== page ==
What are the origins of your relationship with Milan?
I discovered the city gradually. I moved to Rome from Sicily nearly 20 years ago, and like many southerners, until not long ago I saw Milan as the grey city of the North. But now I’ve fallen in love with this town. When deciding where to base my business, I chose Milan because it’s the most stimulating, and also the closest
to an industrial world that goes hand in glove with fashion. My relationship with Milan springs from the realisation that, unlike Rome, it’s a city that can almost be travelled on foot. You don’t have to sit in a taxi for an hour, as often happens in Rome. Milan gives me a different sense of distance compared to bigger cities. By wandering around Milan I started to realise how beautiful it is, especially in its innermost and secretive parts. I think it’s fantastic that when you’re moving around the city, your destination is never too far away.
What is your favourite historical building in the city?
The Milano Centrale station [The Mineral City] has always fascinated me. Every time I turn onto the avenue with my bags, in a taxi, either coming back or leaving from there, I realise I’m constantly attracted by its awesome grandeur. Meanwhile, my office is at number 13 in Corso Italia. I mention it because when I was looking for my premises, I only realised it was the Vela by Luigi Moretti [Monumental Milan] when I went up to the top floor. It feels like you’re on a ship up there, and the view also confirmed my passion for the nearby Torre Velasca.
What do you normally do when you are in Milan?
Usually I’m accompanied by my rituals. A route I love to take starts from the centre and heads towards the Navigli canals, passing along Via Torino. I often indulge in this moment, even while on the phone but immersed in my ritual. You see the city changing as you go, and when you reach the Navigli on a sunny morning, it feels like you’ve completely swapped city, but you’re just ten minutes from the centre. It’s my favourite route and I always try to take it.
Is there a shop in Milan where you buy special items?
I adore modern collectibles and vintage items, so I often go to the Navigli street market [Stroll for Flaneurs] There are slightly hidden places where I go to buy stuff, ugly places where you wouldn’t expect to find the bargain you end up finding. There’s one near the Central Station. Another place I gladly visit is the Nilufar Gallery of Nina Yashar, where the objects are assembled with amazing taste. And since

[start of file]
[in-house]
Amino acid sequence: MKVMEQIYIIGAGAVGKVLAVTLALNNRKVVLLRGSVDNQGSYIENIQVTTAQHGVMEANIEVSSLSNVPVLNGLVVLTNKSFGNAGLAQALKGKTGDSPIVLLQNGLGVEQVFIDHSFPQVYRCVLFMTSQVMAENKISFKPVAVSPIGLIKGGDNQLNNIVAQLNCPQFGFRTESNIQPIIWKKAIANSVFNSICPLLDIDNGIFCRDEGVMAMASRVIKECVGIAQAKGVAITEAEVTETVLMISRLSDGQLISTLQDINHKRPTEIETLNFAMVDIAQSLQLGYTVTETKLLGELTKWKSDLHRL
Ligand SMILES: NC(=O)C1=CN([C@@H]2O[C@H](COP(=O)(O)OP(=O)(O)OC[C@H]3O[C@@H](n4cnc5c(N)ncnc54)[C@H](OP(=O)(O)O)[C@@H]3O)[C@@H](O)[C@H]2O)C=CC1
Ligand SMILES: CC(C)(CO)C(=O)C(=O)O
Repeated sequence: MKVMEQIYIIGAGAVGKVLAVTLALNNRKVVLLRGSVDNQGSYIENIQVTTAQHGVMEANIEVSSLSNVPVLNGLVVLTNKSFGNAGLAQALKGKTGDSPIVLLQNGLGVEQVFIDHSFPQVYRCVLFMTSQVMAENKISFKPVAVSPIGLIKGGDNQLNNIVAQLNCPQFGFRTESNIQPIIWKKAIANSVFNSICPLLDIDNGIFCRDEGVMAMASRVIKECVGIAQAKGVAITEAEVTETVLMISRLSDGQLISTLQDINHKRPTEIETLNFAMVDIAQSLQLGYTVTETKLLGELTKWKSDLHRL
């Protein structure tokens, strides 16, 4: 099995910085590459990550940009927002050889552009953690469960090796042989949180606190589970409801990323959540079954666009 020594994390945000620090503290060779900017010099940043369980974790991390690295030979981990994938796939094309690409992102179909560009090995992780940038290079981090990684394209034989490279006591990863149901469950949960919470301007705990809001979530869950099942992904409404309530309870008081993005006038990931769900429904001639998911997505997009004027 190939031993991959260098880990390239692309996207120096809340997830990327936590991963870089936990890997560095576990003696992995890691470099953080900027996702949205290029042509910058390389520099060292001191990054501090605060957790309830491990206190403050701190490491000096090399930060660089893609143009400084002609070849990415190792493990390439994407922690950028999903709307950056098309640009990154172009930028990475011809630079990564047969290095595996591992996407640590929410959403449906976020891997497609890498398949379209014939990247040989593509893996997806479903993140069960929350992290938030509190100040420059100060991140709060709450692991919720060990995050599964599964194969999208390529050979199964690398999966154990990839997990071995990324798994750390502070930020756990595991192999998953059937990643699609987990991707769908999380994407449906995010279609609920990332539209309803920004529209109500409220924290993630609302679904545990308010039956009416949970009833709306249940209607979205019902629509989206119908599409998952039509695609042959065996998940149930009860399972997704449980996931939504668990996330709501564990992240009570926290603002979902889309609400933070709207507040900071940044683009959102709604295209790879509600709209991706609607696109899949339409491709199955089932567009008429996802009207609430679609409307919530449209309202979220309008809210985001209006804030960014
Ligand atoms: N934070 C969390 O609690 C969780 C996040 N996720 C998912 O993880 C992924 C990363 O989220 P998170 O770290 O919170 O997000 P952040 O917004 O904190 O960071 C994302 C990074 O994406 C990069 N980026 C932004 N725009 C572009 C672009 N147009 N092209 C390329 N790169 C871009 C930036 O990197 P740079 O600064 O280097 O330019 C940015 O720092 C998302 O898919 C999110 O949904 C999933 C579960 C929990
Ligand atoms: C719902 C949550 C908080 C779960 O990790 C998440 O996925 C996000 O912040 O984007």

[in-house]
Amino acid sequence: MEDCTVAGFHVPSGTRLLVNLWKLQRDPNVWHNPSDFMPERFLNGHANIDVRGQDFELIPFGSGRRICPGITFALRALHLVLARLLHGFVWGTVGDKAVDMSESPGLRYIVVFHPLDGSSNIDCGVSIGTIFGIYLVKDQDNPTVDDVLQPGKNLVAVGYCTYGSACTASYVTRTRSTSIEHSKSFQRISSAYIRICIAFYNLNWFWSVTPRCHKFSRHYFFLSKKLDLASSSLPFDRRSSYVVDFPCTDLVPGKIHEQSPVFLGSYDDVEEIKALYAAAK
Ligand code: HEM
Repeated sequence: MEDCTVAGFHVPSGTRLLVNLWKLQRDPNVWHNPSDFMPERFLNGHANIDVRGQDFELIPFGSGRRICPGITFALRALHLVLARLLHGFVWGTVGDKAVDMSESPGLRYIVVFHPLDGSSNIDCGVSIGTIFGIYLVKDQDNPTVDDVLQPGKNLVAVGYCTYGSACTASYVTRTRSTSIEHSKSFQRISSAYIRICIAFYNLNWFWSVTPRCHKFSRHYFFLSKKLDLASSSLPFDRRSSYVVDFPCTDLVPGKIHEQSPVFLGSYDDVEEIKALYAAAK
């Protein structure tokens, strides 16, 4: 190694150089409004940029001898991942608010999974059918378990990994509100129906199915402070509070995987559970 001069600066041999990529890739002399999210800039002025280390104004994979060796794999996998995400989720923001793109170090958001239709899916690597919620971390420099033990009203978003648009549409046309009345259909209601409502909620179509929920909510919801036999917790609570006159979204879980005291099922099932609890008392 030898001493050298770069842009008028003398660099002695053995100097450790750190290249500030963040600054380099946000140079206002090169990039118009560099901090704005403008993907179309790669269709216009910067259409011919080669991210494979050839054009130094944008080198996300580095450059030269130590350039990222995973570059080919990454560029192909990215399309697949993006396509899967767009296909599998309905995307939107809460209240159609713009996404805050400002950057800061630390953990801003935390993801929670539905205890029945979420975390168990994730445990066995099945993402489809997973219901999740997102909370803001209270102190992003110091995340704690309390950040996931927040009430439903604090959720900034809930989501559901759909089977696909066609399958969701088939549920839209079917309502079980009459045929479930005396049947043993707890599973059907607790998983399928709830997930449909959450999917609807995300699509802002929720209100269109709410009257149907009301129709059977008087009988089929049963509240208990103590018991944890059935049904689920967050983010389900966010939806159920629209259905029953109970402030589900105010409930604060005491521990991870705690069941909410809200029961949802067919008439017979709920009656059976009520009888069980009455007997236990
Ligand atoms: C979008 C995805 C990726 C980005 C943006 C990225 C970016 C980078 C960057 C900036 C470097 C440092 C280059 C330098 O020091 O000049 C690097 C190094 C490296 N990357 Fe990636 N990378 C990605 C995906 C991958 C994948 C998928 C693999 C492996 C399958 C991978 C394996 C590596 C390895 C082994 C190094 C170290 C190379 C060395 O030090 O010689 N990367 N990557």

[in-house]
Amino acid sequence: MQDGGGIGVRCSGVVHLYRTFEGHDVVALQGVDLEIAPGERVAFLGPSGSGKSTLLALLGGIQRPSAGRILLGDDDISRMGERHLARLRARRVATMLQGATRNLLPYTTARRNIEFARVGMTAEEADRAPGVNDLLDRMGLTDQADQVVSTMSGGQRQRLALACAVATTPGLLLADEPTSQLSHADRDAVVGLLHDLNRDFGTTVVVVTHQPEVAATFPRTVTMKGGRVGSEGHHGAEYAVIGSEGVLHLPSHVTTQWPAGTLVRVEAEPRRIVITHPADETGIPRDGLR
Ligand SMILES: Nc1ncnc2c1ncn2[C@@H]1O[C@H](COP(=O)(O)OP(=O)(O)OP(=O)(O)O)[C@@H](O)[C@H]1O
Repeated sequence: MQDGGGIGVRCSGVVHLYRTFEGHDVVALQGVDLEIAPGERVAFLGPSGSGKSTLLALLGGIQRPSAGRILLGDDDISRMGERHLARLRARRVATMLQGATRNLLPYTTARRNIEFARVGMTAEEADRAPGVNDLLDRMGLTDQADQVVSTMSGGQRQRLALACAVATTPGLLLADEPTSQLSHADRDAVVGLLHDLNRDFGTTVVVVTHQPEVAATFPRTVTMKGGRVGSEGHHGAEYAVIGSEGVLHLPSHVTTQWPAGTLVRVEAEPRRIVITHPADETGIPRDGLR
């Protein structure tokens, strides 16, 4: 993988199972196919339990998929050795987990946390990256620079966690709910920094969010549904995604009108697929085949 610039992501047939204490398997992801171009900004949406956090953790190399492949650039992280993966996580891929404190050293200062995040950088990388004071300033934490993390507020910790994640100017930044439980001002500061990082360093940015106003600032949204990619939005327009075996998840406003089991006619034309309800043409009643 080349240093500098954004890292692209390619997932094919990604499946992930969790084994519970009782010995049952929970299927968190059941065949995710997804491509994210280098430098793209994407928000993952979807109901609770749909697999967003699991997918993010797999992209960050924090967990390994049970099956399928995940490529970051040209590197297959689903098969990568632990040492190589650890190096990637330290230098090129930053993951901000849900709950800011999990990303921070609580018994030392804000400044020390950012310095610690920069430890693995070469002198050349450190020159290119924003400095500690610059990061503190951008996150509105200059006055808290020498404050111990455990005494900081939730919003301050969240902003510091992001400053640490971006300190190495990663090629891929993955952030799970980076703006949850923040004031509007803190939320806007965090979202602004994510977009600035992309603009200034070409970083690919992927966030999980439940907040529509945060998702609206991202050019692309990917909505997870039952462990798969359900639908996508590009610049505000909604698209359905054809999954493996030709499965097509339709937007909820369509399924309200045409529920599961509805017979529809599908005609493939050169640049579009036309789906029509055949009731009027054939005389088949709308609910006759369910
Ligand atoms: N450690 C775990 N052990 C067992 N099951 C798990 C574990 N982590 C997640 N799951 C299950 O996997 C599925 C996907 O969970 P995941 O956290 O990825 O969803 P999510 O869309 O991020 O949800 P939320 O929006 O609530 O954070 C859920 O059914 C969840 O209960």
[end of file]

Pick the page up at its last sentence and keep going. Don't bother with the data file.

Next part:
I work in fashion, I have to mention 10 Corso Como [The rising City], as it’s one of the few places with a truly international vibe. It’s one of those exceptional fashion temples like Dover Street Market or Open Ceremony in NYC, and in my opinion it’s the finest of them all. The fact that Milan has such a place is indicative. Another of my rituals is to go to the Fondazione Prada [Stroll for Flaneurs]. Miuccia Prada described it as a “microcosm”, and I agree. For me, going inside is like taking a break from the rest, and exiting is like leaving a place that has totally enveloped you.
What is your favourite cafe, bar or restaurant in the city?
A restaurant I really like is Mandarin 2, run by a family from my hometown of Messina who married with a Chinese family from Hong Kong. The result is Chinese cuisine served with Italian passion. Then there’s the Osteria del Binari, with its very pleasant cosy atmosphere, especially in winter with the blazing fireplace. I also often go to the Pasticceria Marchesi, whose seating overlooks Galleria Vittorio Emanuele II.
Which new buildings have transformed the face of Milan?
I’m familiar with the Darsena – the canal dockyard – as it’s often on the way to wherever I’m going in the city [The Polycentric Centre]. All the places there that encourage aggregation have been well designed, and generally I think all spots should generate this dynamic. At first I was perturbed by Porta Nuova and that whole part of the city [The rising City]. But I’ve overcome my doubts about such imposing buildings, and now I think this area is part of Milan’s success. In Italy, Milan was the first to make similar choices to ones made abroad – choices that may seem unpopular, but actually they aren’t.
What would you transfer to Milan from another place?
In Milan there isn’t much life on the streets, particularly after a certain hour in the evening. This is partly due to cultural factors as well as the weather. At a certain time, everything closes in an apparent silence, but then inside venues stuff is happening. Perhaps Milan could inherit a bit of Rome’s outdoor attitude, which would help to liven up the city even more.